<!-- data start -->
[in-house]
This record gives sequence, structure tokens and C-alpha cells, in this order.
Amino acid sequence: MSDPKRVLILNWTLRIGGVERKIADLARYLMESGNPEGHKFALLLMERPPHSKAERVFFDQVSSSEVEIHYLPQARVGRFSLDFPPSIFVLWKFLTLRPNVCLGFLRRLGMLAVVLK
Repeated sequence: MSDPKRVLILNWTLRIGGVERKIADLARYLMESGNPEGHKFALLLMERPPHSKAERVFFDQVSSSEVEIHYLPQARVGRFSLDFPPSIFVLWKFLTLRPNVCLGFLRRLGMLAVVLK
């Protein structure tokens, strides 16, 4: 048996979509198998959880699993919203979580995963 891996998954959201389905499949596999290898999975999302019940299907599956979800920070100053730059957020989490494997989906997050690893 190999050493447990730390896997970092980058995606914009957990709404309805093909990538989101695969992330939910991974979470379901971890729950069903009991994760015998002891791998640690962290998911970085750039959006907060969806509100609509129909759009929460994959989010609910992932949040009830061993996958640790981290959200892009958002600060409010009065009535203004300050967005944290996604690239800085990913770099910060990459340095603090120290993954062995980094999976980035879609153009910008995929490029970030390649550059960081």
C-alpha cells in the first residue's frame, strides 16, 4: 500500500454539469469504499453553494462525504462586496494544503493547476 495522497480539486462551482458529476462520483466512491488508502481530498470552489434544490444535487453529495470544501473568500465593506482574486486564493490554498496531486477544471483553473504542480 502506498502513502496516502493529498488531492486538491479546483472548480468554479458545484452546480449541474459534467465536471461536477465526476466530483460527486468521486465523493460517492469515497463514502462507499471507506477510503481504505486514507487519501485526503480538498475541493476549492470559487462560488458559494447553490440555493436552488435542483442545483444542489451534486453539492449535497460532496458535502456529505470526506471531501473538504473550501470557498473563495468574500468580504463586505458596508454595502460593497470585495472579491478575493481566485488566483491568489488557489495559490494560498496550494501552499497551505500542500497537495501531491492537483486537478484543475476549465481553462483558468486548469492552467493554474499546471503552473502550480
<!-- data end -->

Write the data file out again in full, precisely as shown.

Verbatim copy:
[in-house]
This record gives sequence, structure tokens and C-alpha cells, in this order.
Amino acid sequence: MSDPKRVLILNWTLRIGGVERKIADLARYLMESGNPEGHKFALLLMERPPHSKAERVFFDQVSSSEVEIHYLPQARVGRFSLDFPPSIFVLWKFLTLRPNVCLGFLRRLGMLAVVLK
Repeated sequence: MSDPKRVLILNWTLRIGGVERKIADLARYLMESGNPEGHKFALLLMERPPHSKAERVFFDQVSSSEVEIHYLPQARVGRFSLDFPPSIFVLWKFLTLRPNVCLGFLRRLGMLAVVLK
């Protein structure tokens, strides 16, 4: 048996979509198998959880699993919203979580995963 891996998954959201389905499949596999290898999975999302019940299907599956979800920070100053730059957020989490494997989906997050690893 190999050493447990730390896997970092980058995606914009957990709404309805093909990538989101695969992330939910991974979470379901971890729950069903009991994760015998002891791998640690962290998911970085750039959006907060969806509100609509129909759009929460994959989010609910992932949040009830061993996958640790981290959200892009958002600060409010009065009535203004300050967005944290996604690239800085990913770099910060990459340095603090120290993954062995980094999976980035879609153009910008995929490029970030390649550059960081």
C-alpha cells in the first residue's frame, strides 16, 4: 500500500454539469469504499453553494462525504462586496494544503493547476 495522497480539486462551482458529476462520483466512491488508502481530498470552489434544490444535487453529495470544501473568500465593506482574486486564493490554498496531486477544471483553473504542480 502506498502513502496516502493529498488531492486538491479546483472548480468554479458545484452546480449541474459534467465536471461536477465526476466530483460527486468521486465523493460517492469515497463514502462507499471507506477510503481504505486514507487519501485526503480538498475541493476549492470559487462560488458559494447553490440555493436552488435542483442545483444542489451534486453539492449535497460532496458535502456529505470526506471531501473538504473550501470557498473563495468574500468580504463586505458596508454595502460593497470585495472579491478575493481566485488566483491568489488557489495559490494560498496550494501552499497551505500542500497537495501531491492537483486537478484543475476549465481553462483558468486548469492552467493554474499546471503552473502550480